Sport without fans is an odd spectacle and inasmuch as that spectacle is diminished while watching football (a sport defined by its fans), tennis, known for its long pauses, individual battles and brutally televised mental warfare has done so too. The French Open played under the shroud of Covid-19 may have been the second Grand Slam to come out of hibernation and stage a tournament, but simply because of the big names involved ended up becoming the tournament most wholly contested over the last few months.
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A host of organising problems, from player pullouts, to injuries to restricting spectators to a mere 1000 per day has meant the whole tournament has had an eerie air, almost like it isn’t actually a Grand Slam but is in fact a district level tennis meet held in New Delhi. Which is perfect, because quite appropriately then, the old axiom anyone can win has held true. In the best way possible.
Devoid of fans, the overwhelming crushing pressure of doom, young upstarts have made their presence felt in the tournament, the women’s singles final a testament to that.
It would be inappropriate to call Kenin an upstart. She is after all the defending Australian Open champion — the champion of the one Grand Slam played to full galleries this year — and is a player not so much touted for great things as she is doing those great things right now.
The pandemic struck at the wrong time for her year, as she was riding the wave of success in a blistering opening of the season. And when it restarted it seemed all that momentum had washed away. She was knocked out in the second round of the Western & Southern Open in August. That form spread over to the US Open, her home Grand Slam where she was knocked out in the Round of 16 in September. Rush over to clay and Kenin suffered a hugely embarrassing 6-0, 6-0 loss to Victoria Azarenka in the Italian Open last month.
The best part about 2020 — yes there are some good parts — is that all it takes is a couple of weeks to throw things around. And here’s how Sofia Kenin’s two weeks have been. She is in the final of Roland Garros, courtesy of her own brilliance, her fortitude — she’s played four three setters already in Paris — and the implosion of the draw around her. Which is not to say she’s had it easy. She beat Petra Kvitova — a player who years after loving grass has suddenly found her feet on clay — in straight sets in the semis to set herself up for a second Grand Slam title and will walk in as the favourite, if only because she has the experience of that stage before.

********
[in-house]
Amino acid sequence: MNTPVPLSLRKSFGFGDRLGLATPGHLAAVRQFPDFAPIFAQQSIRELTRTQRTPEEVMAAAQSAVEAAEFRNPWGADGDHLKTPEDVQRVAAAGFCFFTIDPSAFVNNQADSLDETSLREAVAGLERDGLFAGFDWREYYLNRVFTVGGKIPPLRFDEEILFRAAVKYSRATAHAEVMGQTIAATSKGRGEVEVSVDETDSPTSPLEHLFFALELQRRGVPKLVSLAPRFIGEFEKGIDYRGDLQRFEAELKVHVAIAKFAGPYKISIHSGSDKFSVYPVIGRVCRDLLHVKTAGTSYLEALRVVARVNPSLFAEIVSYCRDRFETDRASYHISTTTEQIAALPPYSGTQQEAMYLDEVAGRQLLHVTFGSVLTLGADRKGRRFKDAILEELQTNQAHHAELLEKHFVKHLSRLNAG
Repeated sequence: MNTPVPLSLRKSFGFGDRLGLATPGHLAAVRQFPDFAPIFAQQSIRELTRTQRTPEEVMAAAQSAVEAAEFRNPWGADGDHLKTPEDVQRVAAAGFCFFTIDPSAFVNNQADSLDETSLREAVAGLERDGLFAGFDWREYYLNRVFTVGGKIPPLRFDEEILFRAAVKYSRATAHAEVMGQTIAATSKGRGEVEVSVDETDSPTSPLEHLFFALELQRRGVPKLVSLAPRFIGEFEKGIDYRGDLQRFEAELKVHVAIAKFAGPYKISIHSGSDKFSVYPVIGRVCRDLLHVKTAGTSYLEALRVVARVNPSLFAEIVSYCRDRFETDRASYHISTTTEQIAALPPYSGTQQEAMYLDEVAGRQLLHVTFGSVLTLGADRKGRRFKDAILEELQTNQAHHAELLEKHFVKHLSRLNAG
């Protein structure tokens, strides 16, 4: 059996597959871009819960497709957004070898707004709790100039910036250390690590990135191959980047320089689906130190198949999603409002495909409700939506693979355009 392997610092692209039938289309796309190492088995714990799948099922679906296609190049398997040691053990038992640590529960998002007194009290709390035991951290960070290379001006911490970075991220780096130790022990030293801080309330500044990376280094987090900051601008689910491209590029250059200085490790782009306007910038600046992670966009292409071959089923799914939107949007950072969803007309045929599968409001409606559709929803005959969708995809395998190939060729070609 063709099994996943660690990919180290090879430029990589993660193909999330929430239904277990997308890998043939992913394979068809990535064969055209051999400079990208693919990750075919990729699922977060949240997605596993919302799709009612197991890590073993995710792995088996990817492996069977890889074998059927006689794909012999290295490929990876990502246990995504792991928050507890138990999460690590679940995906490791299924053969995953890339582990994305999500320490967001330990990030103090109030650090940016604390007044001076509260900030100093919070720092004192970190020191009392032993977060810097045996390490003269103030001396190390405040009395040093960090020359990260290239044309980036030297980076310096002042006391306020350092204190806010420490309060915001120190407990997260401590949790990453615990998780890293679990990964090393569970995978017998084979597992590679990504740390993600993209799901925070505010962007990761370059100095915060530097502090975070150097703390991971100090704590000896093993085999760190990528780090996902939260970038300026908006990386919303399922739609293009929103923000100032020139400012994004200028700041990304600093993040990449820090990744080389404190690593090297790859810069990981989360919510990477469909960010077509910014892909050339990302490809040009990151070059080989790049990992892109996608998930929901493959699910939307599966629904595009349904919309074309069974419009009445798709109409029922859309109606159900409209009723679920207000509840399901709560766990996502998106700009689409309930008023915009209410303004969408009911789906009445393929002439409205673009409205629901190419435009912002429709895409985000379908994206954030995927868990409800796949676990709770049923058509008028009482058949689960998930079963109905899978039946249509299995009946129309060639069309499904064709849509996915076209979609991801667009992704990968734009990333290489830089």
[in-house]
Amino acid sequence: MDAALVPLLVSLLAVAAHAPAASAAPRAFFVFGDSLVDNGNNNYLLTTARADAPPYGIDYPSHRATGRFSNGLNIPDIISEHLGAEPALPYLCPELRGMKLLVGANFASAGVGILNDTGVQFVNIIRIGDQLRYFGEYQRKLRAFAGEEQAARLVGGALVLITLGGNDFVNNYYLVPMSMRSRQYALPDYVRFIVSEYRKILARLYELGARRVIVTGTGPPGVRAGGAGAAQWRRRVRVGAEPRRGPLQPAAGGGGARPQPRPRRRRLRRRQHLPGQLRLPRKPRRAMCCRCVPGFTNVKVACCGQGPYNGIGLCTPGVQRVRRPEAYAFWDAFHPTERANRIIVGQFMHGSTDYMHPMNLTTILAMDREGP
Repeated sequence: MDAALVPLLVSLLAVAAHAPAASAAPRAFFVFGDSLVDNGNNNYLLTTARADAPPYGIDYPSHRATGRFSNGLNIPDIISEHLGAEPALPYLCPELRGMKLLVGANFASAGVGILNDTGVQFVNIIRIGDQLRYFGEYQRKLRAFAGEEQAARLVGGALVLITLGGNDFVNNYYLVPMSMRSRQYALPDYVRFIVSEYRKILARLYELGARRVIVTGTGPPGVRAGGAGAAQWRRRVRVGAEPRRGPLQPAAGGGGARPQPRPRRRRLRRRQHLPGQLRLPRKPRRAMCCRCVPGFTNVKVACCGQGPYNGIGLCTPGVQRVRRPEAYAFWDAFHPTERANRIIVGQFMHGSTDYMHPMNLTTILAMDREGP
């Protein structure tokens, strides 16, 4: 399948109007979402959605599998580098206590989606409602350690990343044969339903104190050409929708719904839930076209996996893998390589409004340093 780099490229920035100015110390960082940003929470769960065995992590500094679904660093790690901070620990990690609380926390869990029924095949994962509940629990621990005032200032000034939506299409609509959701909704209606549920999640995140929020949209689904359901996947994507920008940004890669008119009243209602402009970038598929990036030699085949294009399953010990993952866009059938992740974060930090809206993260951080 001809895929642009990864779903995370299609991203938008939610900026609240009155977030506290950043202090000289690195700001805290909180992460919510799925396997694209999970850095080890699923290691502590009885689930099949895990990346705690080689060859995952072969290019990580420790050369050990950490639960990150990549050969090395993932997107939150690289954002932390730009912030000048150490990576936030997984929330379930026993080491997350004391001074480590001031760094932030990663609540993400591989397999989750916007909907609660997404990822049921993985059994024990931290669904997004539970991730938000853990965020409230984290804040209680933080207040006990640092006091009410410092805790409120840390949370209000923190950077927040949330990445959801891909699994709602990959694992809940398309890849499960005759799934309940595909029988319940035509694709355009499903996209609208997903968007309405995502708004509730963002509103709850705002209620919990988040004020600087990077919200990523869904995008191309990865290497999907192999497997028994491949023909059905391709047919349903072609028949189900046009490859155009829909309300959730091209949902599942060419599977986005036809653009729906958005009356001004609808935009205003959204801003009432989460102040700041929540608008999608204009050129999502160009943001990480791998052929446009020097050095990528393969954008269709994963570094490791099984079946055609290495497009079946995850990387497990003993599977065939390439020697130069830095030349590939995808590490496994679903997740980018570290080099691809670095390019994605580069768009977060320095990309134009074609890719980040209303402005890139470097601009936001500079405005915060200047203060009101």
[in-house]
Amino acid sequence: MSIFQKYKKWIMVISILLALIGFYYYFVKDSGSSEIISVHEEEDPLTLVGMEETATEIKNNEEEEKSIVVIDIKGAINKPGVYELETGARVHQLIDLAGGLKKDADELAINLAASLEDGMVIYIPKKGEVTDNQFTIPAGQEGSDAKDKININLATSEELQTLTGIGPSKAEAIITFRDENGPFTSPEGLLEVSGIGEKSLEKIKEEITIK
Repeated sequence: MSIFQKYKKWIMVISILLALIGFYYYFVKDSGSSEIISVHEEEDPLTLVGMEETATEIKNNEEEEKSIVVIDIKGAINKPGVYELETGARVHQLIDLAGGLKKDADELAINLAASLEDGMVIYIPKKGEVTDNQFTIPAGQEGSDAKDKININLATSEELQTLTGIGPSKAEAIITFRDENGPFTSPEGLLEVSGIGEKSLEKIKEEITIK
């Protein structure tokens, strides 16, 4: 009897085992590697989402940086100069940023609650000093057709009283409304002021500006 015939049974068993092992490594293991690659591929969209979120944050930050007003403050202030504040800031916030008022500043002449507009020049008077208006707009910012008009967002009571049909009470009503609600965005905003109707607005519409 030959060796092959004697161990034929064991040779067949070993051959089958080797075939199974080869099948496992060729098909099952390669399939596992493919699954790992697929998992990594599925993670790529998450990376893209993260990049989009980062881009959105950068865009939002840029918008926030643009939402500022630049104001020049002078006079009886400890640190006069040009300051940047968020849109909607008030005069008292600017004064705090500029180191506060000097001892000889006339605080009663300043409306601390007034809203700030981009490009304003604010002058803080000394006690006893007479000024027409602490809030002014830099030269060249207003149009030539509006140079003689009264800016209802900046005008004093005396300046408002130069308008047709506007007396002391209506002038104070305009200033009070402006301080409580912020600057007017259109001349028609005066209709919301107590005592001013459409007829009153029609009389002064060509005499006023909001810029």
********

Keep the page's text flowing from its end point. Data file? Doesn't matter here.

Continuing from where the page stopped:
Swiatek’s Unmatched Performance
But really, how much does experience count for? Iga Swiatek is nineteen. What were you doing at 19? She is in the final of the French Open. How has she got here? She has done so without dropping a set. And enroute, she handily hammered a former French Open champion (the favourite Simona Halep), a former ‘next generation’ star (Eugenie Bouchard), the wiliest of all professional players on the tour today (Chinese Taipei’s brilliant Hsieh Su-wei) and a qualifier who was winning hearts, melting bookies and throwing commentators in a frenzy in the semi finals. All of this, without dropping a set. Playing the kind of tennis only teenaegrs can conjure — energetic, brave, swinging for the lines.
Loss is a teacher. Which begs the question, if you haven’t lost what have you learnt? Swiatek could very well blast Kenin off the court and take home the trophy, but what if she blinks first? Will she rally forward and manage to pull herself back?
Swiatek’s game is a lot like Kenin’s, reliant on big ground strokes and a deceptive drop shot. The conditions at this year’s tournament have aided players with a faster game style — a fact Rafael Nadal alluded may hamper his own chances this year — and one way or another this final is definitive of the women’s game today. Serena Williams, for all her brilliance is not the player she was last year or the year before. Injuries and age hit us all. Simona Halep is moody, on her day unbeatable, but also completely able to self destruct.
The combined age of the two women Grand Slam champions of this year is 43 — Serena is only four years younger. And on the evidence of today’s final, that average age is set to drop further. This isn’t about an upstart teenager vs an experienced youngster. This is a change of guard. The future is young. And the future has arrived. The final will start at 1830 hours (IST).
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